Can I Be Denied Medigap Coverage?
Yes. When your guaranteed issue rights expire, after your initial enrollment period, you can be turned down for coverage.
A Medigap policy isn’t health insurance, so insurance carriers are not required to follow the same rules. Specifically, you can be denied coverage due to a pre-existing condition.
Unlike Medicare Advantage plans, which cannot deny coverage based on your health conditions, insurance companies that sell Medigap policies can.
Is a Medigap Plan Better Than an Advantage Plan?
Most insurance experts agree that Original Medicare, combined with a Medigap policy and a Medicare prescription drug plan (Part D), is the best coverage you can get. That said, many Medicare Advantage plans offer additional benefits, such as routine dental or vision care, transportation, and other healthcare services.
When “Better” Means More Coverage
Medicare covers about 80% of all major healthcare costs. The remaining costs are paid by the Medicare beneficiary through various deductibles, copays, and coinsurance costs when they use approved healthcare services.
Medicare Advantage plans work the same way. Only, each plan sets its own rules, restrictions, and costs. And, you can’t buy more coverage for Medicare Advantage. A Medigap policy only works with Original Medicare.
If you want more coverage on Medicare’s out-of-pocket costs, you buy a Medigap plan. There are 10 standardized plans (A through N). Each plan covers different costs. The best way to compare what each Medigap plan covers is to look at a chart:
All Medigap plans cover the Part A coinsurance and most plans cover some or all of the $1,632 Part A deductible. This is a benefit period deductible that you pay everytime you have a hospital stay (unless you are readmitted withing 60 days for a related issue).
All Medicare Supplement plans cover some or all of the 20% Medicare Part B coinsurance. And a couple of plans cover Part B excess charges and the Part B deductible.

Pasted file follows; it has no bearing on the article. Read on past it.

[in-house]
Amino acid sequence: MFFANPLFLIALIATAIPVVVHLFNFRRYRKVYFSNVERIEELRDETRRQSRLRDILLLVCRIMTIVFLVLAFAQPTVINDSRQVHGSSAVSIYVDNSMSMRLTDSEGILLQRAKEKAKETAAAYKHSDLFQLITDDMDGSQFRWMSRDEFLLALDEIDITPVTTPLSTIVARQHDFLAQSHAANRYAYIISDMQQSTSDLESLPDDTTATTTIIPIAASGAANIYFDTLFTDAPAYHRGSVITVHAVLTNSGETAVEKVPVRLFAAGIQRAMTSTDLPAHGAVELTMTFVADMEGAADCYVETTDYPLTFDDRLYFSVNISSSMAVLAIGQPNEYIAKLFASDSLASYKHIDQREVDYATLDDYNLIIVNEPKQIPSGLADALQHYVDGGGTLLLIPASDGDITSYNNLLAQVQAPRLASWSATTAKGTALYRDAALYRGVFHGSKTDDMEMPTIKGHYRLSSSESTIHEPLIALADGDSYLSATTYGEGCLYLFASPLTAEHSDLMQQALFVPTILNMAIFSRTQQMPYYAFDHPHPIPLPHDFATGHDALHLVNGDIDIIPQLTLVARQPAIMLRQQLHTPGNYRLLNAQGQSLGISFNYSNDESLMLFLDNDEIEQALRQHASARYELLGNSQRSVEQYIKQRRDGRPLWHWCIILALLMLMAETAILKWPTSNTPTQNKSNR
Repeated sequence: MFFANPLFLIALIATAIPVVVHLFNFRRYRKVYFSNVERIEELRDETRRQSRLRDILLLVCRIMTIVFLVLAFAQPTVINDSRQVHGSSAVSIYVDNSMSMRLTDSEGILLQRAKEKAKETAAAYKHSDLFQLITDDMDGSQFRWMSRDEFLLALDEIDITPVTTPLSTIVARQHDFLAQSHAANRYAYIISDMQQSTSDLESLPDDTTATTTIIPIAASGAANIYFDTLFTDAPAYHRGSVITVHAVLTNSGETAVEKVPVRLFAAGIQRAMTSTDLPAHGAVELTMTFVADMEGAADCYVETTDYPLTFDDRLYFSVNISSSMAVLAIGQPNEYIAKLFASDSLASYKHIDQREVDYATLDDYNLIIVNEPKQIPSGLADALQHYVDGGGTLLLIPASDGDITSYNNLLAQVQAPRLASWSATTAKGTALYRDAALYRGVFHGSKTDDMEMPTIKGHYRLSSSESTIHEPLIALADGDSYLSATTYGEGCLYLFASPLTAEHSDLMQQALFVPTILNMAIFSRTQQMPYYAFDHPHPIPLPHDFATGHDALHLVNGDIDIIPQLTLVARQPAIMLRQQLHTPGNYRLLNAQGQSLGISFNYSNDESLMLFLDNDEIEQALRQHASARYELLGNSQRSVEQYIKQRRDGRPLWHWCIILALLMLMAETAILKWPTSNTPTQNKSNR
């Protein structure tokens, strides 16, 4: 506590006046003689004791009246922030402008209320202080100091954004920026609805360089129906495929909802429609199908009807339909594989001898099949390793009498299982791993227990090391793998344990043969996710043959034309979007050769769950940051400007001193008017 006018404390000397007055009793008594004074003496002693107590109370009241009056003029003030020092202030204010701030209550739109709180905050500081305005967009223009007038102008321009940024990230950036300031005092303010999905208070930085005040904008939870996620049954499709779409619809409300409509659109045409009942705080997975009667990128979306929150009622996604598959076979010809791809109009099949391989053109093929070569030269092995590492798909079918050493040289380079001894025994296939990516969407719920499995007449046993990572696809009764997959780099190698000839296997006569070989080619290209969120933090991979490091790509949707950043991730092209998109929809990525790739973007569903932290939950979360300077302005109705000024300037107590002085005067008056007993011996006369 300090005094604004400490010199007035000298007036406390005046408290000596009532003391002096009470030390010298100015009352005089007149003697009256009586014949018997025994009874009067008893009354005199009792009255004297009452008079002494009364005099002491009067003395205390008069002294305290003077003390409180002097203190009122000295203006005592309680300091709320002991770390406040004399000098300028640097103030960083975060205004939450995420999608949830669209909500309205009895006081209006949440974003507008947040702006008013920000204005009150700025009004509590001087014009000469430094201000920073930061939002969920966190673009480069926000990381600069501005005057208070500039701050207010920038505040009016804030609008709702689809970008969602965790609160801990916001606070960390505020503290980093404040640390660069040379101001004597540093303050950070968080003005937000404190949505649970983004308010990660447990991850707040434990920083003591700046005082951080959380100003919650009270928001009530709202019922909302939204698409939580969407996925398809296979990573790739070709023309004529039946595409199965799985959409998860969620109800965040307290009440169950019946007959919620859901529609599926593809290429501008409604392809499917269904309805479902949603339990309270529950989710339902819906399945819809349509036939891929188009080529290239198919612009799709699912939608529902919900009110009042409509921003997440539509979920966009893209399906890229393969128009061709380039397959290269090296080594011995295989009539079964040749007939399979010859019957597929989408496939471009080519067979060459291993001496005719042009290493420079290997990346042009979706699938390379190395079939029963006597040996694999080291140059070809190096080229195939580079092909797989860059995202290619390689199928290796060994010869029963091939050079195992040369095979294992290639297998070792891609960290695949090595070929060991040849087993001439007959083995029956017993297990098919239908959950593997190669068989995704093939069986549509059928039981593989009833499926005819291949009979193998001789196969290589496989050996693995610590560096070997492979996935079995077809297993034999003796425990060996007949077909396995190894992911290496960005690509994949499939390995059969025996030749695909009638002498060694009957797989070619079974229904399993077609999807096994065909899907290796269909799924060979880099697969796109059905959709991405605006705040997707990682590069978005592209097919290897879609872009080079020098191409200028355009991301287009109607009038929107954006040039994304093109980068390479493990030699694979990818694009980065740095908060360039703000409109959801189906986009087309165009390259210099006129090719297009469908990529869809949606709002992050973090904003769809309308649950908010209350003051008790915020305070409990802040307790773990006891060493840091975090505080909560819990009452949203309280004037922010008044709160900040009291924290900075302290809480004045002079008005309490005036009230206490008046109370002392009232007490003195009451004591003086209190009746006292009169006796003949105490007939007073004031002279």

Medicare’s out-of-pocket costs can easily bankrupt you. Medicare does not have a maximum out-of-pocket limit. That’s why a Medigap policy is so important.
Medicare Advantage plans do have a maximum out-of-pocket limit. The limit applies to Part A and Part B services. This year the out-of-pocket limit on Medicare Advantage plans can be as high as $8,550. That’s unaffordable for most people.
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When “Best” Means More Benefits
The advantage most people see in a private Medicare plan is the extra benefits. Most Medicare Advantage plans include prescription drug coverage. And many plans also include routine dental, vision, and hearing care.
To get additional benefits with a Medigap plan you must buy them. For instance, you can get Medicare prescription drug coverage by joining a Part D plan, but you’ll pay an additional monthly premium. You can add a separate dental and vision plan for those benefits, too.
For healthy people, who rarely use their primary healthcare benefits, Medicare Advantage plans are a good value. The monthly premiums are low, and some plans have no additional premium at all.
And, if you rarely see a doctor, outside of your annual wellness visits, you don’t incur big out-of-pocket costs. That’s why these plans are so beneficial to healthy people.
More Medicare Advantage vs. Medigap Issues
If you join a Medicare Advantage plan, it’s important to remember that you must use healthcare providers in the plan’s service area and in the plan’s provider network. Many services may also require prior authorization and/or a referral from your primary care physician.
With Original Medicare and Medigap, you can see any provider that accepts Medicare. And, you never need pre-authorization to receive a Medicare-approved service. In general, there are fewer provider limitations. And, some plans offer coverage in foreign countries.